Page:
Dealership rationalization was something General Motors was looking at well before the economy went pear-shaped. GM still has more than 6,300 dealerships in the U.S., and it is even more important now to start shedding some of that financial burden. That is why The General told dealers at the NADA conference that it plans to get rid of 1,600 dealerships by 2012.

GM's initial viability plan to Congress proposed an eventual reduction to 4,000 dealerships. No one knows yet, though, how GM plans to do that. GM said it will explain the dealer elimination plan in the follow-up viability plan it submits to Congress on February 17. Said one GM dealer, "They basically said, 'We're looking for strong dealers, and if you're not a strong dealer, you better evaluate your options."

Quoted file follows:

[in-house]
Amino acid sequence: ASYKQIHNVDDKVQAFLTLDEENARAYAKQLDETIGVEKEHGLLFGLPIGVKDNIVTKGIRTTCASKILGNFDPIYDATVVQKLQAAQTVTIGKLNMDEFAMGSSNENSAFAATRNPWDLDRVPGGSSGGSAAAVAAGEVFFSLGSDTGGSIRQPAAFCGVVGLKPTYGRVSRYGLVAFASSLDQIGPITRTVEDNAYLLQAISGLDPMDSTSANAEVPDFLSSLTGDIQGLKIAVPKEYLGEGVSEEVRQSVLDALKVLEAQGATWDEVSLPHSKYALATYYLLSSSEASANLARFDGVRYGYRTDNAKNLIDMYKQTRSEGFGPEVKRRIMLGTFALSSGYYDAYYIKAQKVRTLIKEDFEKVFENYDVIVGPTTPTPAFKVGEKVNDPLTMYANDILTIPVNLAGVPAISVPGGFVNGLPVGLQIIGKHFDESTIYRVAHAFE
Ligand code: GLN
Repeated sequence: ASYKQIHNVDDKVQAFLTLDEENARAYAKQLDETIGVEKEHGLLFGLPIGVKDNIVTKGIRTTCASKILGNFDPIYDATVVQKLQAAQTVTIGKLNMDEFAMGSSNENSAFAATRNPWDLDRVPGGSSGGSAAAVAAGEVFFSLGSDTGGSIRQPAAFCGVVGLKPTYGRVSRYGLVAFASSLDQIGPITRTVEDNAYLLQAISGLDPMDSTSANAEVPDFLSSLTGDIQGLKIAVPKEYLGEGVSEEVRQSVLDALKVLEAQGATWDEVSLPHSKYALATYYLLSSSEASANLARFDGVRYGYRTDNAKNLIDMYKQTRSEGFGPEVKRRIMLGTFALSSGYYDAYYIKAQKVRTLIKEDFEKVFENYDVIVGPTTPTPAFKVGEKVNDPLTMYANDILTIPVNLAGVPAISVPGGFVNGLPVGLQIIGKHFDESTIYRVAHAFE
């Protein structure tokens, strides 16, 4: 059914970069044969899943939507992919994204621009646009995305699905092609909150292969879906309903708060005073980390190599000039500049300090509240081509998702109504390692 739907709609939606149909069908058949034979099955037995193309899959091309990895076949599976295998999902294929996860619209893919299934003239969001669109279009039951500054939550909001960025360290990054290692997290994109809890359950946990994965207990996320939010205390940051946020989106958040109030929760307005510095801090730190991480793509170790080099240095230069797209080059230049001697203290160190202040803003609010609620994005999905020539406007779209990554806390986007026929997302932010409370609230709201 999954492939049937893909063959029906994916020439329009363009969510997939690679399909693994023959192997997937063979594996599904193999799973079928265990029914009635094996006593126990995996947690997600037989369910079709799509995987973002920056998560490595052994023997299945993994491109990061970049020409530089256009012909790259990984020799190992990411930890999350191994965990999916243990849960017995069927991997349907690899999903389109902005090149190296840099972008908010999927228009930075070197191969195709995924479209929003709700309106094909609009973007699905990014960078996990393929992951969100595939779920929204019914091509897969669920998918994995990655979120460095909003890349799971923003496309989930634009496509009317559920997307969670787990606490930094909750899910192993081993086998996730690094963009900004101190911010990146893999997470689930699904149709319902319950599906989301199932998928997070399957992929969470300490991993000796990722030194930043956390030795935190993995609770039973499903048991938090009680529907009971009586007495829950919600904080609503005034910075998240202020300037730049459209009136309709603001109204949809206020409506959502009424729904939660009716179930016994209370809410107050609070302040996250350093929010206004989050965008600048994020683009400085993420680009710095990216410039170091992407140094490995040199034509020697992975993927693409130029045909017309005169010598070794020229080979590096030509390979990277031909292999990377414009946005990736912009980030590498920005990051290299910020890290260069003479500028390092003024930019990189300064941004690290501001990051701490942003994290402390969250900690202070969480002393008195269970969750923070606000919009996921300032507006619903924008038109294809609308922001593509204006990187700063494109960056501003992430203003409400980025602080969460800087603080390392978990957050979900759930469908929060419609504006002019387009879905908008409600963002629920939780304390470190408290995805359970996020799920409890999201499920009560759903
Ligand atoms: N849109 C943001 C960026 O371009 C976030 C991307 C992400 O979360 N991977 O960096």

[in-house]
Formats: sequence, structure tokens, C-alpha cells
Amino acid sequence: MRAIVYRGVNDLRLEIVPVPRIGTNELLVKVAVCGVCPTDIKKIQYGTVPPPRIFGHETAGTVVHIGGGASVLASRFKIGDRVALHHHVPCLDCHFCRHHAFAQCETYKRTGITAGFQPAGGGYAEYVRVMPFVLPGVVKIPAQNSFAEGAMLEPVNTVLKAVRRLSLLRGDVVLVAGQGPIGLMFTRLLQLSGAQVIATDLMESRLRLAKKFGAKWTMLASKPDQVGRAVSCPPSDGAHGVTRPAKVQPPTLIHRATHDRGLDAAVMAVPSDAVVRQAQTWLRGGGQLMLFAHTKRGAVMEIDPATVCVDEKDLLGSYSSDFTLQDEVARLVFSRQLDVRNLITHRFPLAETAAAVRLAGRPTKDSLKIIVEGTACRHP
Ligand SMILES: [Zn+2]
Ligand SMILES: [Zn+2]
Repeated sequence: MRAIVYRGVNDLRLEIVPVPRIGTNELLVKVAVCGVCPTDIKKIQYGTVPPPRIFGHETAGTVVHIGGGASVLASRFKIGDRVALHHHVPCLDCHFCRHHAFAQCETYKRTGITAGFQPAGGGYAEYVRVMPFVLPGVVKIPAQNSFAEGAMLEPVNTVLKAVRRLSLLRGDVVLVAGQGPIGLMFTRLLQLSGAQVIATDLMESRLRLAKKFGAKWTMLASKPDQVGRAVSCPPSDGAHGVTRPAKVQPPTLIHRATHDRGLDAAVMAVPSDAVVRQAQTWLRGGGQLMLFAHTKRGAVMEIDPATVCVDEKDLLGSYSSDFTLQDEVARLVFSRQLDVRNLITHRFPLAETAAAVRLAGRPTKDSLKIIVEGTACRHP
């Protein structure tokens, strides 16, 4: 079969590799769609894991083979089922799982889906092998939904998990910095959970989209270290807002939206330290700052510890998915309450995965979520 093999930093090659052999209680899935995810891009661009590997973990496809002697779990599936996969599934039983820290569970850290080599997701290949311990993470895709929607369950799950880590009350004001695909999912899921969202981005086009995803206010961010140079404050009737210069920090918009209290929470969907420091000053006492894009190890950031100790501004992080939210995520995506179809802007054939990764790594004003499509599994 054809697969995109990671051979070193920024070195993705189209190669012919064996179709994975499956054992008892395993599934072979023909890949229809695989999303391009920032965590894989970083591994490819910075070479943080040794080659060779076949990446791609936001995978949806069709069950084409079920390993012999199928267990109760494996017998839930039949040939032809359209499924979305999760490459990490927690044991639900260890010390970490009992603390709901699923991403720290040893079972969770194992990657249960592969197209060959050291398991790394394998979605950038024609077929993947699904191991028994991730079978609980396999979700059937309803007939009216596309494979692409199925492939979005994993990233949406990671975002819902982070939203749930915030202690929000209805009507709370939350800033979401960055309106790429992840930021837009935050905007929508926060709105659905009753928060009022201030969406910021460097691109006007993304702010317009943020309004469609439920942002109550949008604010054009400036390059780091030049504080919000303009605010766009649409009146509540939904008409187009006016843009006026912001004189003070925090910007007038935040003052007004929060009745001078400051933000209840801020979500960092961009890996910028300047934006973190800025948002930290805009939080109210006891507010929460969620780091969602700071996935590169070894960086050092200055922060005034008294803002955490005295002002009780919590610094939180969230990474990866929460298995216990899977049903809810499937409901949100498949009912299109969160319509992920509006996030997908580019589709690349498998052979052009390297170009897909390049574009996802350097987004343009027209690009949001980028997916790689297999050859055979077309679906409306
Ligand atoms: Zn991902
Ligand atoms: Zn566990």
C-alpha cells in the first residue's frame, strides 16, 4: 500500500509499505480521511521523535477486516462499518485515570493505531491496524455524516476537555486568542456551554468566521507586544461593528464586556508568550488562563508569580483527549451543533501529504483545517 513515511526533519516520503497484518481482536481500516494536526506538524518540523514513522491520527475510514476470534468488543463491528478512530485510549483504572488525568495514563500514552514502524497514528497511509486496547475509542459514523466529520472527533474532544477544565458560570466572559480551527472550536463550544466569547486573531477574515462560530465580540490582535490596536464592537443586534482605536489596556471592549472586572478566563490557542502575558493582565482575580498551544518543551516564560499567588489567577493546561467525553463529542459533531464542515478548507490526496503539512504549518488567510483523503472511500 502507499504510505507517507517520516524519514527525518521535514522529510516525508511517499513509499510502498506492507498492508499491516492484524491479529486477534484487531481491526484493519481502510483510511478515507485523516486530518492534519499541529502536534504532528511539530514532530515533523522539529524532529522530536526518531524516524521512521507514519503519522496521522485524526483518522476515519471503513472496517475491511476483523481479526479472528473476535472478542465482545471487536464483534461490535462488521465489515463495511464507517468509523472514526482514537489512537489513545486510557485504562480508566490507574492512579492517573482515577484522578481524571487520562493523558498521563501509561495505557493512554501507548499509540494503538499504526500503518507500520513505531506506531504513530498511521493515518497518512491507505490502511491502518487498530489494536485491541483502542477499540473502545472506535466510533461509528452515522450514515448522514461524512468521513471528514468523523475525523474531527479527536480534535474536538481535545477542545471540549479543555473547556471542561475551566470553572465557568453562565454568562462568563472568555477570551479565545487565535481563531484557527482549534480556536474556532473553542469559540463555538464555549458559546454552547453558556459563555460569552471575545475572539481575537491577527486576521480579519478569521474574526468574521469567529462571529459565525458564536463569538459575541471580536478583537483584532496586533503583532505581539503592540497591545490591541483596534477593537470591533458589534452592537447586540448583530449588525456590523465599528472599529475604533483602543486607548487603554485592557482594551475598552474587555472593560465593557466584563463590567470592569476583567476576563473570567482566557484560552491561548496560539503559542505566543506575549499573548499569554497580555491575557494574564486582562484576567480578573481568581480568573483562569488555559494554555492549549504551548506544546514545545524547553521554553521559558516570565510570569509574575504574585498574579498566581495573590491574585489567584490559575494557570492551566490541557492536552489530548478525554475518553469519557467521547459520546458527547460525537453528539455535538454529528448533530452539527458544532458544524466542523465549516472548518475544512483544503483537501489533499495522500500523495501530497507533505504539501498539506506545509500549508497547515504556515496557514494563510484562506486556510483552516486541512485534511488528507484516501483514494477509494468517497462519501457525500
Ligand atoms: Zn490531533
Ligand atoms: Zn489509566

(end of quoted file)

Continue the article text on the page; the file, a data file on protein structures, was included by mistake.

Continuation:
GM did say that 400 dealers per year being shut isn't a firm number, simply a target. Nevertheless, dealers are none too happy. Some dealers say GM is using GMAC to force dealers out by setting capital requirements beyond a dealer's reach. GM says it has no intention of using GMAC in such a way. When the time comes, dealership liquidation will be be judged market by market, and based on a number of factors including age, location, volume, capitalization and customer satisfaction. While the plan will obviously save GM money in the long term and make it more efficient, in the short term it is going to cost GM a fortune to close 1,600 locations.

[Source: Automotive News, sub req'd, Photo by Justin Sullivan/Getty]

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